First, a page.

The rise of a new foodie culture of world cuisine in England has left the working-class and non-Londoners behind, new research has found.
Less than 10 per cent of people who eat out frequently in a broad variety of types of restaurants are working class, the British Sociological Association's annual conference in Manchester heard today [Tuesday 4 April].
Researchers from the University of Manchester surveyed 1,101 people in London, Bristol and Preston in 2015, comparing their results with similar research carried out in 1995. They found that:
- People's satisfaction with their meals had dropped over the 20 years
- Three-course meals are now much less common, with fewer people having dessert or starters
- People now spend less time eating their meal in a restaurant
- More people eat out alone, and fewer people eat in very large groups
- Of all the types of restaurants visited in 2015, the most frequented were traditional British, followed by Italian, Indian and Chinese.
Dr Jessica Paddock, Professor Alan Warde and Dr Jennifer Whillans, of Manchester's Sustainable Consumption Institute, also found that around one in five had eaten during the previous year at a wide variety of outlets, such as Thai, Japanese and French nouvelle cuisine and ethnic cooking restaurants. But of these 'gastronomes':
- Only eight per cent were working class, and 70 per cent were professional middle class
- 70% had a degree, 30% did not
- 51% were in London, 38% were in Bristol and only 11% in Preston
- 71% were aged 16-39, and 29% were 40 and over.
"People of higher socio-economic status consume a greater range of ethnic cuisine, such as Japanese and Thai cooking," Dr Paddock told the conference.
"One immediate feature of access to variety is the exclusion of the working class. Those with the lowest incomes and without a university degree are much less likely to eat in exclusive restaurants and eat a wide variety of different cuisine styles. Class still matters."
The researchers found that 34% of people ate only at more traditional types of restaurants – British, America, Italian and Chinese. These were more likely to be aged 40 and over (57%), without a degree (75%), and working class (47%). They were most likely to be in Preston (41%) and Bristol (38%), rather than London (21%).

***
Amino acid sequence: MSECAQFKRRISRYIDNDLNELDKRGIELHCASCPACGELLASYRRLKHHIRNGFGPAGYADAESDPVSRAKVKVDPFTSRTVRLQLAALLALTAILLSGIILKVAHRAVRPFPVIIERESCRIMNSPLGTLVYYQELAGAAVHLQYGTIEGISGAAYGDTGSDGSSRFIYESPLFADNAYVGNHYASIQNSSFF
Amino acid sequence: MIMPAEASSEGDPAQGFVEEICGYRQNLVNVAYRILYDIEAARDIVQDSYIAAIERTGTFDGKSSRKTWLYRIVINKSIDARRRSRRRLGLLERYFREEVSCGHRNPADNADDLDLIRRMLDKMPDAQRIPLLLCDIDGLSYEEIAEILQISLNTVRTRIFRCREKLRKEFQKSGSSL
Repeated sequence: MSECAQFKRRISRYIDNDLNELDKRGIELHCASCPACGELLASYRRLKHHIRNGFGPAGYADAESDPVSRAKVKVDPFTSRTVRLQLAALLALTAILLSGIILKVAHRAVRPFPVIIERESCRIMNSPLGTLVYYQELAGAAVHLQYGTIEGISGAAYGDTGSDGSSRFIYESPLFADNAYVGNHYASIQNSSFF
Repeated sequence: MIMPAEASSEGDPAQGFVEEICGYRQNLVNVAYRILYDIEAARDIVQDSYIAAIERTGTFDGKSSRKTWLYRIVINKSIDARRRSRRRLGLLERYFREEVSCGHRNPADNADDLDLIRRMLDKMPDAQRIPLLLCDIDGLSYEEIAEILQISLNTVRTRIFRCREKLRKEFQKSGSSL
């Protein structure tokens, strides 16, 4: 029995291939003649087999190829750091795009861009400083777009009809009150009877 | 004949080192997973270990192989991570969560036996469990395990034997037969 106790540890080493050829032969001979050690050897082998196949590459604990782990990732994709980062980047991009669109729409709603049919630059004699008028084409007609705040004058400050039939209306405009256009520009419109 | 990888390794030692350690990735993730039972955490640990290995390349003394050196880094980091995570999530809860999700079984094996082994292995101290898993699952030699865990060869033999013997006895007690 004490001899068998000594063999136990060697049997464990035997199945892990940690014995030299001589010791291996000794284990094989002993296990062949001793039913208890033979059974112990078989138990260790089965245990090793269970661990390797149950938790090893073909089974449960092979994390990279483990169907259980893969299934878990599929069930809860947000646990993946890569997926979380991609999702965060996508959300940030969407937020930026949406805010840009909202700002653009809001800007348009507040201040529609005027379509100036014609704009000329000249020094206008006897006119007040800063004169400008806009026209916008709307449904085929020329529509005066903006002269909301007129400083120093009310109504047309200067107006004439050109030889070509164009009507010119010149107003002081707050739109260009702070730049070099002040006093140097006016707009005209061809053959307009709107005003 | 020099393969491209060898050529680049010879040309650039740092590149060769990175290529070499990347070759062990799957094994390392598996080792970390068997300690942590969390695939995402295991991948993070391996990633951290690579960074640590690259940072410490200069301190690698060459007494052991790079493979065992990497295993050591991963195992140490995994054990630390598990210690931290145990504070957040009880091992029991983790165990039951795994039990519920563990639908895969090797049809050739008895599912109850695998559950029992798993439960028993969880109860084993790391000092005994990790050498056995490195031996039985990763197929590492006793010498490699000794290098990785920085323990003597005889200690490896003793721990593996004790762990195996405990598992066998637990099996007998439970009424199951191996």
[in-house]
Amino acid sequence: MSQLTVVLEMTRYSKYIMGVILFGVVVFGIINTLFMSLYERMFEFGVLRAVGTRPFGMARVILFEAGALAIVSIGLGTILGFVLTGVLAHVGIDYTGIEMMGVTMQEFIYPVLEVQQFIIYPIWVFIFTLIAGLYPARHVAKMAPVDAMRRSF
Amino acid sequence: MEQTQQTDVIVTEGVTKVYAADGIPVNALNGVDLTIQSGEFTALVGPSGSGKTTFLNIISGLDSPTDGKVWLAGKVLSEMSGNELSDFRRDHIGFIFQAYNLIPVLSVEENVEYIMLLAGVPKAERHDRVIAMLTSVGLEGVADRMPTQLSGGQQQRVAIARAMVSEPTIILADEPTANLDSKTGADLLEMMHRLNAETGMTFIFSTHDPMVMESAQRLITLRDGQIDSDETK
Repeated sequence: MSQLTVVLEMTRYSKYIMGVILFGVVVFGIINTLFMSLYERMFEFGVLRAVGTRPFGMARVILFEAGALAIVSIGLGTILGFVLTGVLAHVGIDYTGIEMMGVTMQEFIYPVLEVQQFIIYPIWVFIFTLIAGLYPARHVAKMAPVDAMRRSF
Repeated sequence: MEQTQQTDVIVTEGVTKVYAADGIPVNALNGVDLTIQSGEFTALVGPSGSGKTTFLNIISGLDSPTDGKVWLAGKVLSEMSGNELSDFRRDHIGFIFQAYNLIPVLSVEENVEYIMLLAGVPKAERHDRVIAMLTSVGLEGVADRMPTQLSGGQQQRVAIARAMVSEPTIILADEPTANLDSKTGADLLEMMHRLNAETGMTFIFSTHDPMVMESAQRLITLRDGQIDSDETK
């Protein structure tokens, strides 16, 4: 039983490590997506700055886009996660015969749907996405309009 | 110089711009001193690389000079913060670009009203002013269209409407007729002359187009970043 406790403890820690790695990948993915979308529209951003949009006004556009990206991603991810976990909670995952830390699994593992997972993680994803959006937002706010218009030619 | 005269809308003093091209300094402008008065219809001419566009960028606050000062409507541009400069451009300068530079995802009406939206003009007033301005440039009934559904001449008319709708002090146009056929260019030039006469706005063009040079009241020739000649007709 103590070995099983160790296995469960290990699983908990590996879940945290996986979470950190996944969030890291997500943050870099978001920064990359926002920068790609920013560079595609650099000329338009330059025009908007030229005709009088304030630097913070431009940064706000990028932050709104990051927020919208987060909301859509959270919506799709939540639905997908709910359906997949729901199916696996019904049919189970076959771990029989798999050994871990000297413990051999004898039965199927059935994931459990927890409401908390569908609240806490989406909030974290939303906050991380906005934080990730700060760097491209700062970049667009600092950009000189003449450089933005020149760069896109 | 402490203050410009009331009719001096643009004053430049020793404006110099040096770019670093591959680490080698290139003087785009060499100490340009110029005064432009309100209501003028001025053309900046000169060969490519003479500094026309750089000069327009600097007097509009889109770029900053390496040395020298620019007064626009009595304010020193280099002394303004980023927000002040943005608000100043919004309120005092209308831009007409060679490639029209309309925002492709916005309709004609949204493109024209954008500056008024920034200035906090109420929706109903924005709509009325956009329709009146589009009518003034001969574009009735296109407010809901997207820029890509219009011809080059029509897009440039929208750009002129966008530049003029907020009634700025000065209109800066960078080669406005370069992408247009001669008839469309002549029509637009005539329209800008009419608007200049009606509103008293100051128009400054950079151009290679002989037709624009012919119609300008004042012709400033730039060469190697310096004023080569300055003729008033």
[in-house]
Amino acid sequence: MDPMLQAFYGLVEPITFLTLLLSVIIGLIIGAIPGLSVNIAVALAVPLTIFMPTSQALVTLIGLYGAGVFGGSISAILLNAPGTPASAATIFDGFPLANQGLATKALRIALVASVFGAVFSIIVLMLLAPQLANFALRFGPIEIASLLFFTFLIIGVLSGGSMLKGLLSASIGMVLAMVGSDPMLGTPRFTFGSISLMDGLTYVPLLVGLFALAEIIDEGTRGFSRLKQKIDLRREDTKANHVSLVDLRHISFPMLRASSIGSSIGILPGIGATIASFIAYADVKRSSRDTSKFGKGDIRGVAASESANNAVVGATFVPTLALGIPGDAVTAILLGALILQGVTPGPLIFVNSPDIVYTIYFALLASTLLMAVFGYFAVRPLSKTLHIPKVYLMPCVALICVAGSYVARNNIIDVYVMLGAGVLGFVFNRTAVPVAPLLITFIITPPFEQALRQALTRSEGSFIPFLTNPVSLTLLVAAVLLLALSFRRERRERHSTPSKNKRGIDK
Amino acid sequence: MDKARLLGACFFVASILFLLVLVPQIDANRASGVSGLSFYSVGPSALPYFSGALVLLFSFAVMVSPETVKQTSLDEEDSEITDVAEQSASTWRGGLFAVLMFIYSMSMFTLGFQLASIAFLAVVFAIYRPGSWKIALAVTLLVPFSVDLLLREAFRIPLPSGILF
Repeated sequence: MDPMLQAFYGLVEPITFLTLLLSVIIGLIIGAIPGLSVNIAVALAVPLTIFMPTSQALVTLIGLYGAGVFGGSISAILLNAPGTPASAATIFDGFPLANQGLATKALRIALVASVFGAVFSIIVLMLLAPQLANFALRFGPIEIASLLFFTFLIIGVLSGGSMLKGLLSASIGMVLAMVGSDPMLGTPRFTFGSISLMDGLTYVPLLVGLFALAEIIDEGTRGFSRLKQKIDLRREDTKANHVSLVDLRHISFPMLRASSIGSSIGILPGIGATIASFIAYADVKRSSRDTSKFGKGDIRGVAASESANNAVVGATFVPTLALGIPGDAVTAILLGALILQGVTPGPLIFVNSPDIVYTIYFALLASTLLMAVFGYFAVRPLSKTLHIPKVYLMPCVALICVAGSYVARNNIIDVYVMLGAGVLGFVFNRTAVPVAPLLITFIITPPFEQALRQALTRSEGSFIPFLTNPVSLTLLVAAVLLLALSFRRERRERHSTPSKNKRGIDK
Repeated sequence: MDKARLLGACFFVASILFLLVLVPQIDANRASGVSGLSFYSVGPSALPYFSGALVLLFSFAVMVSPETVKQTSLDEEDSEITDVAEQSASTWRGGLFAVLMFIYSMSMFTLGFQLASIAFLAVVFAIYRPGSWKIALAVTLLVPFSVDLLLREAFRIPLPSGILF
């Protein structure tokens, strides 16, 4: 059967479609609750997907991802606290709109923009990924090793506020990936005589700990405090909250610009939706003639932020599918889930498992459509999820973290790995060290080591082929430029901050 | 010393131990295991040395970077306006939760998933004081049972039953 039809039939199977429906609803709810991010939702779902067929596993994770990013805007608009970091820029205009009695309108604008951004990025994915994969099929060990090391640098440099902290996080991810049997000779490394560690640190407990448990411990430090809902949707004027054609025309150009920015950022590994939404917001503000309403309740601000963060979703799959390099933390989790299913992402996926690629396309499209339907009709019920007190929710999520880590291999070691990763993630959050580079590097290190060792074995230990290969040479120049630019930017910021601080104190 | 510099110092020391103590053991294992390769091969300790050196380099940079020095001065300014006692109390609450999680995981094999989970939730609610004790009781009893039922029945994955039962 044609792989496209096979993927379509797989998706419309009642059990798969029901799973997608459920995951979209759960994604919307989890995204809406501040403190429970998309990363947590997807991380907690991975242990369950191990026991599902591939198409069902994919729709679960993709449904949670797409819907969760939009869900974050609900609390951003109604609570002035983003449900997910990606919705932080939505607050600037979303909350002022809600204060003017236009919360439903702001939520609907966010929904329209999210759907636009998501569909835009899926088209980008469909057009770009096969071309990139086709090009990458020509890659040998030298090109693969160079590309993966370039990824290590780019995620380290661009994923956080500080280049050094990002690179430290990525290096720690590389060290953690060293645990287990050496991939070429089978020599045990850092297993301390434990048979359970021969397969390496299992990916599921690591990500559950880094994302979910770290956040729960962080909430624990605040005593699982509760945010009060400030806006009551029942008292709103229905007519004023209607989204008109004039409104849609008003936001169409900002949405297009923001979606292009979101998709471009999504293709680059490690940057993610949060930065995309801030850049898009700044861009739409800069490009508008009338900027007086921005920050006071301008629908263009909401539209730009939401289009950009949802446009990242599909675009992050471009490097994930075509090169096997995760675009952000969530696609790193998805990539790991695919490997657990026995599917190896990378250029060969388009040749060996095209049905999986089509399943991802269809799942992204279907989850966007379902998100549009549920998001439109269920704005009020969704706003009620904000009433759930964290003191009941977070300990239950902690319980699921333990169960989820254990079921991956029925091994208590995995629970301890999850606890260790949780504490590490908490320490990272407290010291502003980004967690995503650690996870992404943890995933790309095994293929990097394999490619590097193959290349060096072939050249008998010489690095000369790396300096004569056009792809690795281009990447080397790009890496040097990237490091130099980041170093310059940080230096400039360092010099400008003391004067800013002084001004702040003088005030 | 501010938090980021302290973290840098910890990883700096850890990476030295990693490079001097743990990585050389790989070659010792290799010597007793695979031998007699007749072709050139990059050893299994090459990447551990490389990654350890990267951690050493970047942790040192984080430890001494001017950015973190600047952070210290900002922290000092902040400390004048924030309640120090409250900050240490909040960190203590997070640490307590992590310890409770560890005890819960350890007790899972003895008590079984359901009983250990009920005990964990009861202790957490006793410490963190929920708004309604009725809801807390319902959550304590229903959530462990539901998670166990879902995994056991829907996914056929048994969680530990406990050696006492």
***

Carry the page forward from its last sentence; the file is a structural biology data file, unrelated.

The researchers also interviewed 31 people in depth. They gave as an example 'Pete' 53, an 'everyday eater', from London, who does not have a degree, works in a skilled trade with a lower managerial status, likes fish and chips, eats regularly at his golf club restaurant and in restaurants serving casual and traditional British cuisine styles. They contrasted him with 'Edward', 31, a successful self-employed Londoner and 'high volume omnivore', who has a university degree and regularly samples cuisines from a range of everyday, traditional and ethnic and prestigious restaurant cuisine styles.
In detail, the researchers found:
- People's satisfaction with their meals had dropped over the 20 years – those liking the food, decor and service 'a lot' fell by around 9 percentage points (food from 81% to 72%, decor 57%-48%, service 65-57%). Those thinking the meal was value for money fell from 69% to 56%.
- Three-course meals are much less common, with fewer people having dessert or starters (a fall from 33% in 1995 to 22% in 2015 in those eating three courses).
- People now spend less time eating a main meal when in a restaurant – the percentage of meals taking less than one hour increased from 20% in 1995 to 35% in 2015.
- More people eat out alone – a rise from 3% in 1995 to 6% in 2015.
- People tend not to dress up specially for the occasion as much as they did in 1995. This fell from 39% in 1995 to 26% in 2015.
- In 1995, 29% said their most recent restaurant meal was for a special occasion – this fell to 22% in 2015. In 1995 the percentage saying their last meal out was a snap decision taken for convenience was 19%, rising to 26% in 2015.
- Of all the types of restaurants visited in 2015, the most frequented were traditional British (60% of those surveyed had visited one or more in the previous year); Italian (53%); Indian (44%); Chinese (31%); American-style (26%); Thai (21%); Japanese (16%); French (14%) and vegetarian (13%).
- There was no significant increase in the frequency of eating out between 1995 and 2015.
For more information, please contact:
British Sociological Association
Tel: 07964 023392
1. In analysing which types of restaurants people ate in, the researchers drew on information given by those surveyed on their restaurant meals over the previous year. When analysing the level of people's satisfaction with meals, how often they ate three-course meals and many other statistics given in this release, the researchers drew on information about the last meal that those surveyed had eaten.
2. The British Sociological Association's annual conference takes place the University of Manchester from 4 to 6 April 2017. Around 700 research presentations are given. The British Sociological Association’s charitable aim is to promote sociology. The BSA is a Company Limited by Guarantee. Registered in England and Wales. Company Number: 3890729. Registered Charity Number 1080235 www.britsoc.co.uk
3. The University of Manchester, a member of the prestigious Russell Group of British universities, is the largest and most popular university in the UK. It has 20 academic schools and hundreds of specialist research groups undertaking pioneering multi-disciplinary teaching and research of worldwide significance. The university is one of the country's major research institutions, rated fifth in the UK in terms of 'research power' (REF 2014), has had no fewer than 25 Nobel laureates either work or study there, and had an annual income of just over £1 billion in 2014/15. www.manchester.ac.uk